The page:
Thursday, 27 February 2020 Sydney

Invest In Australia Blog::

  • Cartel immunity policy strengthened, whistleblowing tool launched

    The ACCC has strengthened its cartel immunity and cooperation policy to enhance its transparency and clarify its scope.

    The updated immunity policy, which has been informed by experience gathered during key criminal investigations, will come into effect on 1 October 2019.

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  • Ombudsman urges prospective franchisees to do their homework

    The Australian Small Business and Family Enterprise Ombudsman, Kate Carnell is urging prospective franchisees to do their homework before investing, after the ACCC found some franchisors were failing to provide adequate information to buyers.

    The regulator found one-in-three franchisors in the food services sector had failed to disclose useful contact details of former franchisees to allow prospective buyers to conduct due diligence.

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  • Significant concerns with customer loyalty schemes


    Customer loyalty schemes, including frequent flyer, supermarket and credit card operators, must ensure they are not misleading consumers according to an ACCC draft report released today for comment.

    The ACCC’s Customer Loyalty Schemes draft report highlights a number of concerns:

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  • ACCC opposes chilled ready meals deal

    The ACCC has decided to oppose the proposed acquisition of Jewel Fine Foods (Jewel) by B&J City Kitchen.

    B&J City Kitchen and Jewel (in administration) are the two largest manufacturers of chilled ready meals in Australia. Chilled ready meals are pre-cooked complete meals, which require little preparation by consumers before consumption and are sold through grocery retailers, petrol stations, convenience stores and food service operators, such as airlines.

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  • Ombudsman seeks feedback on Business Funding Guide

    The Australian Small Business and Family Enterprise Ombudsman, Kate Carnell is seeking feedback on the ground-breaking Business Funding Guide.

    The guide, released in July by ASBFEO in partnership with Scottish Pacific Business Finance, is an industry-first publication primarily written for accountants, bookkeepers, brokers and other financial advisers, to help their small business clients find the right funding and get ‘finance fit’ to increase their likelihood of having funding applications approved.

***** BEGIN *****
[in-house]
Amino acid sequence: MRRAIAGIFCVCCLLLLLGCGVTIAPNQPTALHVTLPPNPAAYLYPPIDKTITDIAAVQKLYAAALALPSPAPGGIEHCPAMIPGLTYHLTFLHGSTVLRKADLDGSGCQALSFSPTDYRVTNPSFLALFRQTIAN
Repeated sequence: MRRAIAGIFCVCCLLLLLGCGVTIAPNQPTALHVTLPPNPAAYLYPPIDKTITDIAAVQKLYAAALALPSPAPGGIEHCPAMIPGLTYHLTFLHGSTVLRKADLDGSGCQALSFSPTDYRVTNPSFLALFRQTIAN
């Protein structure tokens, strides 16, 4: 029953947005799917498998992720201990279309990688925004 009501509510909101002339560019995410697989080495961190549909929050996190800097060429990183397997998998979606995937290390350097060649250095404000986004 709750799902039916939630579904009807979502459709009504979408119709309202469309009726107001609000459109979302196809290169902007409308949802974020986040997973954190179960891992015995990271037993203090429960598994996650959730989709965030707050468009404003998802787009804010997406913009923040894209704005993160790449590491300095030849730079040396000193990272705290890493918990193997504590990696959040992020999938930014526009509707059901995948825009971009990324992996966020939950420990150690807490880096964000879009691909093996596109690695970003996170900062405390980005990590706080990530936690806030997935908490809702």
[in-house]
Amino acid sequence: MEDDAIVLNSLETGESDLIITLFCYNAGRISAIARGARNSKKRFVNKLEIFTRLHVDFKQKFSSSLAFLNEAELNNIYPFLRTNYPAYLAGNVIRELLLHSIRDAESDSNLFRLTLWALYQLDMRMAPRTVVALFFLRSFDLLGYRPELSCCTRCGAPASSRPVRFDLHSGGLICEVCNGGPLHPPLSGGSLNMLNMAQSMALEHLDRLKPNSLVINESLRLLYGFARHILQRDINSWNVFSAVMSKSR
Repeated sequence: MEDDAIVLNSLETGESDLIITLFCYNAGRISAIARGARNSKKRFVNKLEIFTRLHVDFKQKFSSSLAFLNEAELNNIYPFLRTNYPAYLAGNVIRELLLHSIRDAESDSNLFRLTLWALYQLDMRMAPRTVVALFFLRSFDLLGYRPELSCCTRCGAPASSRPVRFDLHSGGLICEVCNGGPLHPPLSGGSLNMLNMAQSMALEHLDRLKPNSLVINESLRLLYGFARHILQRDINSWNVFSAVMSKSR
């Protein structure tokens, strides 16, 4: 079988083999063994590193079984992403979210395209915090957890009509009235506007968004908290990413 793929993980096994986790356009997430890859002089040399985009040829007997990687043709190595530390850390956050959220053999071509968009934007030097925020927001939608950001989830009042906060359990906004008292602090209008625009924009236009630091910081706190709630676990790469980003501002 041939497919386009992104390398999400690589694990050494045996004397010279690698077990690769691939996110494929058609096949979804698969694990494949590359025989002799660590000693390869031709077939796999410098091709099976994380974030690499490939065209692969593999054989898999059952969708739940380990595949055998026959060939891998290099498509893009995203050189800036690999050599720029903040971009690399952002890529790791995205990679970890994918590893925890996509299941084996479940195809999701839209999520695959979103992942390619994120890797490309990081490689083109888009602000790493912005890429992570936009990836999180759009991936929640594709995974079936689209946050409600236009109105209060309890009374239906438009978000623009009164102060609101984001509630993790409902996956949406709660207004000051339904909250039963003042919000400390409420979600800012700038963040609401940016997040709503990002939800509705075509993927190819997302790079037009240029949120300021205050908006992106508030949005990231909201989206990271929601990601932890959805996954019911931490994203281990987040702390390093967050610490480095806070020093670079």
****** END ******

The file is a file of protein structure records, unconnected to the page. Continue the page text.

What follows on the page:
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  • Court finds Ashley & Martin contract terms unfair

    The Federal Court has found hair loss business Ashley & Martin’s terms in three standard form contracts with consumers are void because they were unfair.

    From June 2014 until at least June 2017, Ashley & Martin signed up more than 25,000 customers to its ‘Personal RealGROWTH Program’ using three different standard form contracts which have all been found to contain unfair terms.

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  • Appeal on cartel conduct in the Mount Penny coal licence cartel case dismissed

    An ACCC appeal against a Federal Court judgment in relation to alleged bid rigging conduct involving Cascade Coal Pty Ltd (Cascade), Paul and Moses Obeid and others was dismissed today by the Full Federal Court.

    The appeal focused on whether parties associated with Obeid family members and Cascade were “in competition” at the time they withdrew a bid for Mount Penny and Glendon Brook mining exploration licences. The Full Federal Court has concluded there was no error of law on that issue.

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  • Medibank in court for alleged misrepresentations to members about benefits

    The ACCC has instituted proceedings in the Federal Court against Medibank Private Limited trading as ‘ahm Health Insurance’ (Medibank), alleging that Medibank made false representations about benefits covered by its health insurance policies, in breach of the Australian Consumer Law.

    The ACCC alleges that Medibank falsely represented to members holding ahm “lite” or “boost” policies, who were making claims or enquiries, that they were not entitled to cover for joint investigations or reconstruction procedures, when in fact their policies covered these procedures.

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  • Australians paying millions too much for foreign currency services

    Australian consumers are paying too much for foreign currency conversion (FX) services because of confusing pricing and a lack of robust competition, a new ACCC report has found.

    The final report of the ACCC’s Foreign Currency Conversion Services Inquiry highlights important competition and consumer issues affecting individuals and small businesses who use international money transfers (IMTs), foreign cash, travel cards, and credit cards or debit cards for transactions in foreign currencies.

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  • Australia records first current account surplus in 44 years

    The largest quarterly goods and services surplus on record at $19.9 billion and a narrowing net income deficit to $13.9 billion, contributed to Australia recording a seasonally adjusted $5.9 billion current account surplus for the June quarter 2019, according to latest information released by the Australian Bureau of Statistics (ABS). This is Australia's first current account surplus since the June quarter 1975.

    ABS Chief Economist Bruce Hockman said: "Six consecutive quarters of goods and services surpluses, broadly commodity driven, have laid the foundation for our first current account surplus in 44 years.

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